Elections a wake-up call for ANC - Vavi
Johannesburg - The 2011 local government elections were a "huge wake-up call" for the ANC, Cosatu general secretary Zwelinzima Vavi said on Thursday.
"The writing is on the wall, read and act. If there is one message that we should heed from these elections, it is that the national liberation symbolism and history will eventually wane and mean nothing to a hungry stomach," Vavi told the National Union of Mineworkers' central committee meeting in Boksburg.
He said people had lost faith in their leaders and wanted a movement that would improve their lives. Vavi said "the people" "hated" factionalism and division which "consume all the energies of leaders".
They had spoken out against inefficiency in the government caused by "slate politics" that overlooked "talented individuals in favour of those who come from the more powerful factions."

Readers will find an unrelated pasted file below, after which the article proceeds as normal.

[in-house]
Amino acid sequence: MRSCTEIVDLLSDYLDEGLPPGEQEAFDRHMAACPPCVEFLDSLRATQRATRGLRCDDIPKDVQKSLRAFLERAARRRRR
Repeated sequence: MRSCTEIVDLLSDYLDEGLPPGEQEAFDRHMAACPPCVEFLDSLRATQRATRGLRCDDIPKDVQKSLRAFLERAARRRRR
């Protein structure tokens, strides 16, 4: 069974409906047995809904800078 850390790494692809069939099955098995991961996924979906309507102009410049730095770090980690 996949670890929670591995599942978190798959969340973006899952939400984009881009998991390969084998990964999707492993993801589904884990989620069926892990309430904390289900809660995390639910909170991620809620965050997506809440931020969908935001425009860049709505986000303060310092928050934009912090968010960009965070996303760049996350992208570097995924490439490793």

People were tired of "endless leadership contests".
"They have told us they are not preoccupied with [the ANC's leadership elections in] 2012, but with their plight.
"They have told us they hate corruption with passion, for they know it is all about stealing from them, the poor, to feed the elite with political connections. They told us they are tired of seeing us displaying our opulence in expensive parties and weddings whilst they starve to death."
Vavi said campaigning for the elections had been an "uphill battle" in the face of high levels of poverty and inequality.
"... there will always be readily available opportunist parties like the DA willing to prey on our people's hopes and aspirations for a better life, including appropriation of the liberation symbols that they rejected not so long ago."
The Democratic Alliance, in campaigning for the 2011 polls, said the ANC had abandoned the values of former president Nelson Mandela, and campaigned in strongholds of ANC support, like Soweto.
But the ANC managed to emerge on top, garnering 62% of the vote.
"Even so, we need to start asking tough questions after these elections. The people have given us a clear and categorical message: Their vote is not unconditional."
He said Cosatu looked forward to the ANC's probe into possible fraudulent appointments of councillors.